inline manifest parameters to the
There is no guarantee that NodePublishVolume will be called again after a failure, regardless of what the failure is. To avoid leaking resources, a CSI driver must either always free all resources before returning from NodePublishVolume on error or implement some kind of garbage collection.
The driver is responsible of deleting the ephemeral volume once it has unpublished the volume. It MAY delete the volume before finishing the request, or after the request to unpublish is returned.
It is possible for a CSI driver to provide volumes to Pods as read-only while allowing them to be writeable on the node for kubelet, the driver, and the container runtime. This allows the CSI driver to dynamically update contents of the volume without exposing issues like CVE-2017-1002102, since the volume is read-only for the end user. It also allows the
fsGroup and SELinux context of files to be applied on the node so the Pod gets the volume with the expected permissions and SELinux label.
To benefit from this behavior, the following can be implemented in the CSI driver:
- The driver provides an admission plugin that sets
ReadOnly: trueto all volumeMounts of such volumes. We can't trust that this will be done by every user on every pod.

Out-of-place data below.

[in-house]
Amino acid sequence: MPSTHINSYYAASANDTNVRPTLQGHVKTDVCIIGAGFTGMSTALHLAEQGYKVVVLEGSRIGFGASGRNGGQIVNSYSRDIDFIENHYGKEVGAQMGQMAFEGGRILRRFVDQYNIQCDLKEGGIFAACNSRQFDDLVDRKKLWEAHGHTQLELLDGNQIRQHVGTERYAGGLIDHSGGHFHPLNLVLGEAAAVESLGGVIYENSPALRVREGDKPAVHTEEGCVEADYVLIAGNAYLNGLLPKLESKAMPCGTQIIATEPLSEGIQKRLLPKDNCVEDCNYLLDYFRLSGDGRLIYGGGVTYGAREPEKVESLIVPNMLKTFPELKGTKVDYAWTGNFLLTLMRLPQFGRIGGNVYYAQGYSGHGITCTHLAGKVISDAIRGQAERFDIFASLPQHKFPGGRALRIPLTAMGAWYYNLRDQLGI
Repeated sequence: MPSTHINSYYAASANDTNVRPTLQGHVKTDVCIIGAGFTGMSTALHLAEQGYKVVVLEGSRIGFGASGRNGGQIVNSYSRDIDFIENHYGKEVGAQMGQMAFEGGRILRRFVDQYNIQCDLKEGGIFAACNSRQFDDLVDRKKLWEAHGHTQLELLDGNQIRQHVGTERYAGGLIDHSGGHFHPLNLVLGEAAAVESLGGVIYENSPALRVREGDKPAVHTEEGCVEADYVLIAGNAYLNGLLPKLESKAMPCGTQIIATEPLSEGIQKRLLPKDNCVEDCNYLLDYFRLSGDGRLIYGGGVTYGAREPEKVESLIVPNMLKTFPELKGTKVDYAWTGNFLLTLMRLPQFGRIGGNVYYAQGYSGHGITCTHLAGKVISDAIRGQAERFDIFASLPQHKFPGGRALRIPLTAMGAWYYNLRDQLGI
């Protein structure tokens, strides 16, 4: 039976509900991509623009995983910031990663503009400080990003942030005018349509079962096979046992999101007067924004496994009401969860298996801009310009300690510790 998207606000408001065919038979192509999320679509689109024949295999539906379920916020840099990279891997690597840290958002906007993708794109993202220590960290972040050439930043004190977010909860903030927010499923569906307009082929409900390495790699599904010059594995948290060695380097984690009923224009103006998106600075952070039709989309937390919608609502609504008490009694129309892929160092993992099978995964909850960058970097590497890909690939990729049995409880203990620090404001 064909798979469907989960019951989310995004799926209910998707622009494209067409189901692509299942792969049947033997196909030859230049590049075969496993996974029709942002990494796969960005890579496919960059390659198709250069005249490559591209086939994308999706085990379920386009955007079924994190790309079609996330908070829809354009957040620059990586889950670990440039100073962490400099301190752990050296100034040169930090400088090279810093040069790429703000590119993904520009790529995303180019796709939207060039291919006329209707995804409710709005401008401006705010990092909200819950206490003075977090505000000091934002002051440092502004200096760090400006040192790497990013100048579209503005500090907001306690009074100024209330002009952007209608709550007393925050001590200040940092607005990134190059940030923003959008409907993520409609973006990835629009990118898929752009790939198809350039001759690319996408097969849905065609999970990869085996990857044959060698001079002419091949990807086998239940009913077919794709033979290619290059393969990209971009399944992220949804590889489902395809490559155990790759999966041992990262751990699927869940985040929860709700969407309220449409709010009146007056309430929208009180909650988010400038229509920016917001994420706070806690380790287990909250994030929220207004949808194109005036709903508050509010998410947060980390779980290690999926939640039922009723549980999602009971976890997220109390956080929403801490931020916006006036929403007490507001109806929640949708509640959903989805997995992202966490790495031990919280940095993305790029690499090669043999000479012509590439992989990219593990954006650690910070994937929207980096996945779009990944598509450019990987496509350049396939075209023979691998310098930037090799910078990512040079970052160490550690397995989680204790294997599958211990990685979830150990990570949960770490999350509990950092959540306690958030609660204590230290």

- The driver checks that the
readonlyflag is set in all NodePublish requests. We can't trust that the admission plugin above is deployed on every cluster.
- When both conditions above are satisfied, the driver MAY ignore the
readonlyflag in NodePublish and set up the volume as read-write. Ignoring the
readonlyflag in NodePublish is considered valid CSI driver behavior for inline ephemeral volumes.
The presence of
ReadOnly: true in the Pod spec tells kubelet to bind-mount the volume to the container as read-only, while the underlying mount is read-write on the host. This is the same behavior used for projected volumes like Secrets and ConfigMaps.
Kubernetes only allows using a CSI driver for an inline volume if
CSIDriver object explicitly declares
that the driver supports that kind of usage in its
volumeLifecycleModes field. This is a safeguard against accidentally
using a driver the wrong way.
- CSI Host Path driver ephemeral volumes support
- Issue 82507: Drop VolumeLifecycleModes field from CSIDriver API before GA
- Issue 75222: CSI Inline - Update CSIDriver to indicate driver mode
- CSIDriver support for ephemeral volumes
- CSI Hostpath driver - an example driver that supports both modes and determines the mode on a case-by-case basis (for Kubernetes 1.16) or can be deployed with support for just one of the two modes (for Kubernetes 1.15).
- Image populator plugin - an example CSI driver plugin that uses a container image as a volume.